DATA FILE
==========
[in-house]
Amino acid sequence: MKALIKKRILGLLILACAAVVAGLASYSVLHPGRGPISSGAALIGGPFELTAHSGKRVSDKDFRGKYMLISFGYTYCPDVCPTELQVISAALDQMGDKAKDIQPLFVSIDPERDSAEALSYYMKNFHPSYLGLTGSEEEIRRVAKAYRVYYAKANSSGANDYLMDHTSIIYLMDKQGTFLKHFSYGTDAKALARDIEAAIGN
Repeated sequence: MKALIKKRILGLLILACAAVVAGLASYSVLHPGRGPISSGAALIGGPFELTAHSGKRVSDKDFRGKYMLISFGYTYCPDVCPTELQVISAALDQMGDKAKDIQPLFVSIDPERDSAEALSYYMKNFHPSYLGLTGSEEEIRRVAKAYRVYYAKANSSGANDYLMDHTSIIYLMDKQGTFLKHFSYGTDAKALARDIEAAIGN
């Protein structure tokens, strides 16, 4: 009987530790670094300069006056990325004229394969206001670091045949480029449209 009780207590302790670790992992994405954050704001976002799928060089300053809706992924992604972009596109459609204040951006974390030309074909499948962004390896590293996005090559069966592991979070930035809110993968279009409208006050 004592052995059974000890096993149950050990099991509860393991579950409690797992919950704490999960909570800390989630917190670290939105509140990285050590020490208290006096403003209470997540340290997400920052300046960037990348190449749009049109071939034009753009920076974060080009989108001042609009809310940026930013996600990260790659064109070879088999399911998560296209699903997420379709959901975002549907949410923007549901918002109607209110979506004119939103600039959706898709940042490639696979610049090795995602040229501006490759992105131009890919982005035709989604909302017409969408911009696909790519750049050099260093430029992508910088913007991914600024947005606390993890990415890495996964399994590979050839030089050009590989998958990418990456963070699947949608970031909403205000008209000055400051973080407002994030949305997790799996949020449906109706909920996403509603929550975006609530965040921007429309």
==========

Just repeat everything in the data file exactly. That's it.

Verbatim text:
[in-house]
Amino acid sequence: MKALIKKRILGLLILACAAVVAGLASYSVLHPGRGPISSGAALIGGPFELTAHSGKRVSDKDFRGKYMLISFGYTYCPDVCPTELQVISAALDQMGDKAKDIQPLFVSIDPERDSAEALSYYMKNFHPSYLGLTGSEEEIRRVAKAYRVYYAKANSSGANDYLMDHTSIIYLMDKQGTFLKHFSYGTDAKALARDIEAAIGN
Repeated sequence: MKALIKKRILGLLILACAAVVAGLASYSVLHPGRGPISSGAALIGGPFELTAHSGKRVSDKDFRGKYMLISFGYTYCPDVCPTELQVISAALDQMGDKAKDIQPLFVSIDPERDSAEALSYYMKNFHPSYLGLTGSEEEIRRVAKAYRVYYAKANSSGANDYLMDHTSIIYLMDKQGTFLKHFSYGTDAKALARDIEAAIGN
């Protein structure tokens, strides 16, 4: 009987530790670094300069006056990325004229394969206001670091045949480029449209 009780207590302790670790992992994405954050704001976002799928060089300053809706992924992604972009596109459609204040951006974390030309074909499948962004390896590293996005090559069966592991979070930035809110993968279009409208006050 004592052995059974000890096993149950050990099991509860393991579950409690797992919950704490999960909570800390989630917190670290939105509140990285050590020490208290006096403003209470997540340290997400920052300046960037990348190449749009049109071939034009753009920076974060080009989108001042609009809310940026930013996600990260790659064109070879088999399911998560296209699903997420379709959901975002549907949410923007549901918002109607209110979506004119939103600039959706898709940042490639696979610049090795995602040229501006490759992105131009890919982005035709989604909302017409969408911009696909790519750049050099260093430029992508910088913007991914600024947005606390993890990415890495996964399994590979050839030089050009590989998958990418990456963070699947949608970031909403205000008209000055400051973080407002994030949305997790799996949020449906109706909920996403509603929550975006609530965040921007429309």